Kids revert to savagery much easier as well, it is astonishing how many people think they’re nice little beings, cute even. They obviously never stuck a bunch of kids into a relatively small space, say a classroom, and waited around to see what happened. Kids are cruel, they’ll circle like wary predators and if a victim is found they’ll participate in a collective feeding frenzy of cruel taunts designed to wound. I think it is this that makes Lord of the Flies a good school book, kids recognize a lot of the stuff that is going on. One girl once told me she figured out why all the kids in the book were boys, “If they’d been girls, if there’d been 40 girls on that island without adults, why, we wouldn’t be able to read it in school anymore, it’d be hard core horror.”
If you ever read or watch Lord of the Flies with a bunch of kids still in their early adolescence pay close attention to the moment Simon and Piggy are killed. With Simon the reactions are mixed, and often delayed as it takes them a while to figure out that someone is actually being killed. Once it’s Piggy’s turn they’ve gotten used to the fact that Jack’s lot are into killing, and surprisingly few are actually rooting for poor Piggy, some even communicate the fact that they thought Piggy had it coming. Ask them why, and the answer is related to the fact that Piggy was different, he stood out from the crowd as it were. Burn the witch.
I find the innate savagery in the kids fascinating, at age eleven, twelve and thirteen they’re still coming out of a phase where reactions are purely primary, where they understand why Piggy is just as annoying as Brainy Smurf, forever lecturing about what Big Smurf (i.e. the adult) would think and do. Adults lecture them enough already, why thank you. In those rare moments when they’re not around to harass you, the last thing you want is some contemporary who clearly identifies himself with the enemy. Smashing his skull with a rock therefore, is understandable, possibly even a commendable action if it’s a story anyway. If the kid in question has already advanced beyond the primary reaction phase, usually because their parents had the sense to say “no” every once in a while and taught them to accept some facets of authority, then they’ll instinctively recognize that if we accept Piggy’s demise then someone else will be next as well as the fact that Ralph is the most likely candidate for the next witch hunt.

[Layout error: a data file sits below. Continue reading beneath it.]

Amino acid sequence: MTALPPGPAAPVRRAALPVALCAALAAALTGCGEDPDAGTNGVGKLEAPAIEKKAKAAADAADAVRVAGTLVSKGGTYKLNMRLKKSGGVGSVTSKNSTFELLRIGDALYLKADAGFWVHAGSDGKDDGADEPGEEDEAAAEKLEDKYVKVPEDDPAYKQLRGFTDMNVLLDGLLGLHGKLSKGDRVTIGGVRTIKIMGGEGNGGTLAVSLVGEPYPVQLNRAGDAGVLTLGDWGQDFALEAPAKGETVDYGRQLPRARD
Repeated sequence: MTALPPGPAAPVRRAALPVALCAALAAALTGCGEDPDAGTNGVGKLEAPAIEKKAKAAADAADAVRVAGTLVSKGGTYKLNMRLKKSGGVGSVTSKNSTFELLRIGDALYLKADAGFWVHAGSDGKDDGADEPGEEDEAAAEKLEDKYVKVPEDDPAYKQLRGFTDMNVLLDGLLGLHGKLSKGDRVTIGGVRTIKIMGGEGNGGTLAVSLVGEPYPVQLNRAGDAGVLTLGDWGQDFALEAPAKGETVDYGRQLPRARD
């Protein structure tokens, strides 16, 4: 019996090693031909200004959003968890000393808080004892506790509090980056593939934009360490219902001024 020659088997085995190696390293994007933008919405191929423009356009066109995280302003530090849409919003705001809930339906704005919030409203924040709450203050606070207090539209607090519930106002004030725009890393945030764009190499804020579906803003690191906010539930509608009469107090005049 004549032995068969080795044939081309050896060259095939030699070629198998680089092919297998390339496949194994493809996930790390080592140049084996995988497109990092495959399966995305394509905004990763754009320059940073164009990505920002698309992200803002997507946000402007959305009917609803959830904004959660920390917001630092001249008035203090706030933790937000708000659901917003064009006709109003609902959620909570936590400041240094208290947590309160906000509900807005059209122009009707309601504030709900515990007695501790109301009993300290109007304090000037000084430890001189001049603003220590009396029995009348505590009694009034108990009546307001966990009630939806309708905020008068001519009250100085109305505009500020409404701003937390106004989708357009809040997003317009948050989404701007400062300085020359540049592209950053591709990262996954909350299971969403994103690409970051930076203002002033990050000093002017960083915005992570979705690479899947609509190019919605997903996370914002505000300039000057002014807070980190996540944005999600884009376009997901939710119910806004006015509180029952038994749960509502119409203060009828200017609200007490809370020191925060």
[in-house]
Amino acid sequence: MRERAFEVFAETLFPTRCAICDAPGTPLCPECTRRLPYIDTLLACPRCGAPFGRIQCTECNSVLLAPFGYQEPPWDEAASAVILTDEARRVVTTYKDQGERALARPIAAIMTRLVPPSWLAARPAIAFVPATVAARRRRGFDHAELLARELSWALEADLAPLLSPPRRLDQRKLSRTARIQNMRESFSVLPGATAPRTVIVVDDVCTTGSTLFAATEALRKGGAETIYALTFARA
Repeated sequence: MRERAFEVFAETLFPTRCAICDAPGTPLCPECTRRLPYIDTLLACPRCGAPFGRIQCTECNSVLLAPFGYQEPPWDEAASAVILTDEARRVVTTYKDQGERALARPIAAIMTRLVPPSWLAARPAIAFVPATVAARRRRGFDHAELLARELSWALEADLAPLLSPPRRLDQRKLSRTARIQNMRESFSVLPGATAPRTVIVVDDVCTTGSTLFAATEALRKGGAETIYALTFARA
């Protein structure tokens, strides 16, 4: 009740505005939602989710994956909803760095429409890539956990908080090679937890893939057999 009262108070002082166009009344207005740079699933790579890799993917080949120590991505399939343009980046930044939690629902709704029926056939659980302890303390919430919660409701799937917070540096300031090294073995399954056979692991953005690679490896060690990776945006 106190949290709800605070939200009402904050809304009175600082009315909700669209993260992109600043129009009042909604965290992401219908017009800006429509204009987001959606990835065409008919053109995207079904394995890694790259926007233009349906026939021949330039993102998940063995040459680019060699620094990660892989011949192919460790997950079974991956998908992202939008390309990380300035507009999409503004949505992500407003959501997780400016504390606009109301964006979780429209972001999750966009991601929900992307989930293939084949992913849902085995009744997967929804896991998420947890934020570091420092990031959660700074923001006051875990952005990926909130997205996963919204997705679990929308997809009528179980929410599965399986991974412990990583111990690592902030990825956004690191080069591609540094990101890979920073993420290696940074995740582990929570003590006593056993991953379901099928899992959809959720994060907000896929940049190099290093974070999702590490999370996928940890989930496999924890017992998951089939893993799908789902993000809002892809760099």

Regardless of our perspective, both adults and kids tend to be fascinated with primordial reactions and primitive interaction. We know it’s wrong, but read books about it, watch movies about it and possibly place ourselves into hypothetical situations where the wild beings deep inside of us come to the fore.
This is closely related to the almost universal male desire to go to war in order to discover how we conduct ourselves in battle, but not quite the same. The similarity is in the adrenalin. A creature of the wild is almost continuously in a situation wherein there is danger and therefore in a mental state in which there is an incredibly sharp and instinctual awareness of our surroundings. This is what happens when Thunderbirds are Go and that adrenalin takes charge. Being in mortal danger brings a wild exhilaration which is akin to both the experience of battle as well as being on a par with the existence of a savage living from moment to moment. Acting purely on instinct, say while engaged in one sport or another, is similar to this exhilaration as well. Since we’re no longer in a situation where we experience daily danger, we often seek it out in amusement parks or extreme sports and people can even become addicted to it.
The need to seek thrills is hardly surprising, considering the fact that virtual reality conveyed by computer, laptop and smartphone increasingly dominates our lives with artificial experiences. People are hungry for something genuine and real. Prime time then for literary savagery, which offers the appeal of simplicity, there being no morals to contemplate, no niceties to observe, no triplicate forms to be filled in and stamps of approval to collect. One, or so I imagine, simply is and simply does.